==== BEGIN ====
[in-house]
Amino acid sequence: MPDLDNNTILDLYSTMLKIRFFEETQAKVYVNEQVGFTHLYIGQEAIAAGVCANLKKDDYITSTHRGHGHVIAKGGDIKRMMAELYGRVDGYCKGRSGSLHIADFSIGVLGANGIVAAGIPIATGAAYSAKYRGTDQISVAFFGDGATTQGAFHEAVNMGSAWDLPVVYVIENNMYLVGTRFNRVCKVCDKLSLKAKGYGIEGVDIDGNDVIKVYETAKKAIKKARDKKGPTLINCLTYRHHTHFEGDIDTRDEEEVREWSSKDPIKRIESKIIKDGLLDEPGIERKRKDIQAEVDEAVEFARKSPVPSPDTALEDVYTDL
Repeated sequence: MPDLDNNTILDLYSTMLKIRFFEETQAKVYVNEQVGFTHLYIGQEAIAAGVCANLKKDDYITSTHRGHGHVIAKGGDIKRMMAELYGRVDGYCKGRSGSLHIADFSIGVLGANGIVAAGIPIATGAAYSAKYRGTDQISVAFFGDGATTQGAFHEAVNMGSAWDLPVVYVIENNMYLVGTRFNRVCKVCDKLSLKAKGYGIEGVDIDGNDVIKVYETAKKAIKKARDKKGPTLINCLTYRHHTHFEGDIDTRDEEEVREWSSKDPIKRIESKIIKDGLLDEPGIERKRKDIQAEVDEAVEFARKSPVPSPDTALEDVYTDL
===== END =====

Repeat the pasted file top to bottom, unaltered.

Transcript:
[in-house]
Amino acid sequence: MPDLDNNTILDLYSTMLKIRFFEETQAKVYVNEQVGFTHLYIGQEAIAAGVCANLKKDDYITSTHRGHGHVIAKGGDIKRMMAELYGRVDGYCKGRSGSLHIADFSIGVLGANGIVAAGIPIATGAAYSAKYRGTDQISVAFFGDGATTQGAFHEAVNMGSAWDLPVVYVIENNMYLVGTRFNRVCKVCDKLSLKAKGYGIEGVDIDGNDVIKVYETAKKAIKKARDKKGPTLINCLTYRHHTHFEGDIDTRDEEEVREWSSKDPIKRIESKIIKDGLLDEPGIERKRKDIQAEVDEAVEFARKSPVPSPDTALEDVYTDL
Repeated sequence: MPDLDNNTILDLYSTMLKIRFFEETQAKVYVNEQVGFTHLYIGQEAIAAGVCANLKKDDYITSTHRGHGHVIAKGGDIKRMMAELYGRVDGYCKGRSGSLHIADFSIGVLGANGIVAAGIPIATGAAYSAKYRGTDQISVAFFGDGATTQGAFHEAVNMGSAWDLPVVYVIENNMYLVGTRFNRVCKVCDKLSLKAKGYGIEGVDIDGNDVIKVYETAKKAIKKARDKKGPTLINCLTYRHHTHFEGDIDTRDEEEVREWSSKDPIKRIESKIIKDGLLDEPGIERKRKDIQAEVDEAVEFARKSPVPSPDTALEDVYTDL